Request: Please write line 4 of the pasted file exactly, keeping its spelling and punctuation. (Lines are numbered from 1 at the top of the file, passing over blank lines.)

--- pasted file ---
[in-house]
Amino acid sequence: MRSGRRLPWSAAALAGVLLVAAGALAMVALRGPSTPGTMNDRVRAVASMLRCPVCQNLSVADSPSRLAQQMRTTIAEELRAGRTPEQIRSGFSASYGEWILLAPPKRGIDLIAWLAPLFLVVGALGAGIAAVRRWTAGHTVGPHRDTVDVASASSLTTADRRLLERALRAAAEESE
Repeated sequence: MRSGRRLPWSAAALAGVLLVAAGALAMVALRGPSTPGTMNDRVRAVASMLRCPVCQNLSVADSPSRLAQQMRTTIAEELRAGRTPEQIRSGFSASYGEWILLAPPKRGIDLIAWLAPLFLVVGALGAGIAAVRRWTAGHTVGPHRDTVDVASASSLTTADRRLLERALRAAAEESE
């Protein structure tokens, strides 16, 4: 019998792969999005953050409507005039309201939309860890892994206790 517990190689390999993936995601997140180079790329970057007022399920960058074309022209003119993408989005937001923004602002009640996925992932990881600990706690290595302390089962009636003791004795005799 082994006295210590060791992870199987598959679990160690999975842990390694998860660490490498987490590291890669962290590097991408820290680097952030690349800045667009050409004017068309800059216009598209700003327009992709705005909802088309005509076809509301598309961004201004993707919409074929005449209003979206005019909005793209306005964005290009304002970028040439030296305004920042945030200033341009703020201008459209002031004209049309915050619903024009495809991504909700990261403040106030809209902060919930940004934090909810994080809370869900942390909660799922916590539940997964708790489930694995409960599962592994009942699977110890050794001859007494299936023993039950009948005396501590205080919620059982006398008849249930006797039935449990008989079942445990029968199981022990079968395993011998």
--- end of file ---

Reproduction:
């Protein structure tokens, strides 16, 4: 019998792969999005953050409507005039309201939309860890892994206790 517990190689390999993936995601997140180079790329970057007022399920960058074309022209003119993408989005937001923004602002009640996925992932990881600990706690290595302390089962009636003791004795005799 082994006295210590060791992870199987598959679990160690999975842990390694998860660490490498987490590291890669962290590097991408820290680097952030690349800045667009050409004017068309800059216009598209700003327009992709705005909802088309005509076809509301598309961004201004993707919409074929005449209003979206005019909005793209306005964005290009304002970028040439030296305004920042945030200033341009703020201008459209002031004209049309915050619903024009495809991504909700990261403040106030809209902060919930940004934090909810994080809370869900942390909660799922916590539940997964708790489930694995409960599962592994009942699977110890050794001859007494299936023993039950009948005396501590205080919620059982006398008849249930006797039935449990008989079942445990029968199981022990079968395993011998």